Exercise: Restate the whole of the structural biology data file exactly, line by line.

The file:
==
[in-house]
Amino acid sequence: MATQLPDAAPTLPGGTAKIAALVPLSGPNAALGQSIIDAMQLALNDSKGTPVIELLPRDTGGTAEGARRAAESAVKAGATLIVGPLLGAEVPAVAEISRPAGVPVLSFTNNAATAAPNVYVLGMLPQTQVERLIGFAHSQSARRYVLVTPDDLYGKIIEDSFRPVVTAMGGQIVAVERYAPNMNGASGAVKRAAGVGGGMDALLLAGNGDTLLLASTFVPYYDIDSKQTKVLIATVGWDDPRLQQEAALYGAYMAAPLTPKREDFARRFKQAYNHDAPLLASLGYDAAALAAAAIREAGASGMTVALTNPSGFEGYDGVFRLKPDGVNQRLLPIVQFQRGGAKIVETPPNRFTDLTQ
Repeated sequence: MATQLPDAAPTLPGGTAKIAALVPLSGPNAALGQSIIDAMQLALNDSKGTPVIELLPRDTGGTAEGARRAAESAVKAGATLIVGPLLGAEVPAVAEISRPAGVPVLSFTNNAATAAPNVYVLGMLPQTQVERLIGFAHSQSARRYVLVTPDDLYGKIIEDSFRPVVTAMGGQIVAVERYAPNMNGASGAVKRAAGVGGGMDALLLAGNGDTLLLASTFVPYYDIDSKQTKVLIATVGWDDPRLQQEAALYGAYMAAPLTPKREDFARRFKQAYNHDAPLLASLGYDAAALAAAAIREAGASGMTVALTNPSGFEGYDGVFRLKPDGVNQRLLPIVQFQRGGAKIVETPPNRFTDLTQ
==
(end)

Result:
[in-house]
Amino acid sequence: MATQLPDAAPTLPGGTAKIAALVPLSGPNAALGQSIIDAMQLALNDSKGTPVIELLPRDTGGTAEGARRAAESAVKAGATLIVGPLLGAEVPAVAEISRPAGVPVLSFTNNAATAAPNVYVLGMLPQTQVERLIGFAHSQSARRYVLVTPDDLYGKIIEDSFRPVVTAMGGQIVAVERYAPNMNGASGAVKRAAGVGGGMDALLLAGNGDTLLLASTFVPYYDIDSKQTKVLIATVGWDDPRLQQEAALYGAYMAAPLTPKREDFARRFKQAYNHDAPLLASLGYDAAALAAAAIREAGASGMTVALTNPSGFEGYDGVFRLKPDGVNQRLLPIVQFQRGGAKIVETPPNRFTDLTQ
Repeated sequence: MATQLPDAAPTLPGGTAKIAALVPLSGPNAALGQSIIDAMQLALNDSKGTPVIELLPRDTGGTAEGARRAAESAVKAGATLIVGPLLGAEVPAVAEISRPAGVPVLSFTNNAATAAPNVYVLGMLPQTQVERLIGFAHSQSARRYVLVTPDDLYGKIIEDSFRPVVTAMGGQIVAVERYAPNMNGASGAVKRAAGVGGGMDALLLAGNGDTLLLASTFVPYYDIDSKQTKVLIATVGWDDPRLQQEAALYGAYMAAPLTPKREDFARRFKQAYNHDAPLLASLGYDAAALAAAAIREAGASGMTVALTNPSGFEGYDGVFRLKPDGVNQRLLPIVQFQRGGAKIVETPPNRFTDLTQ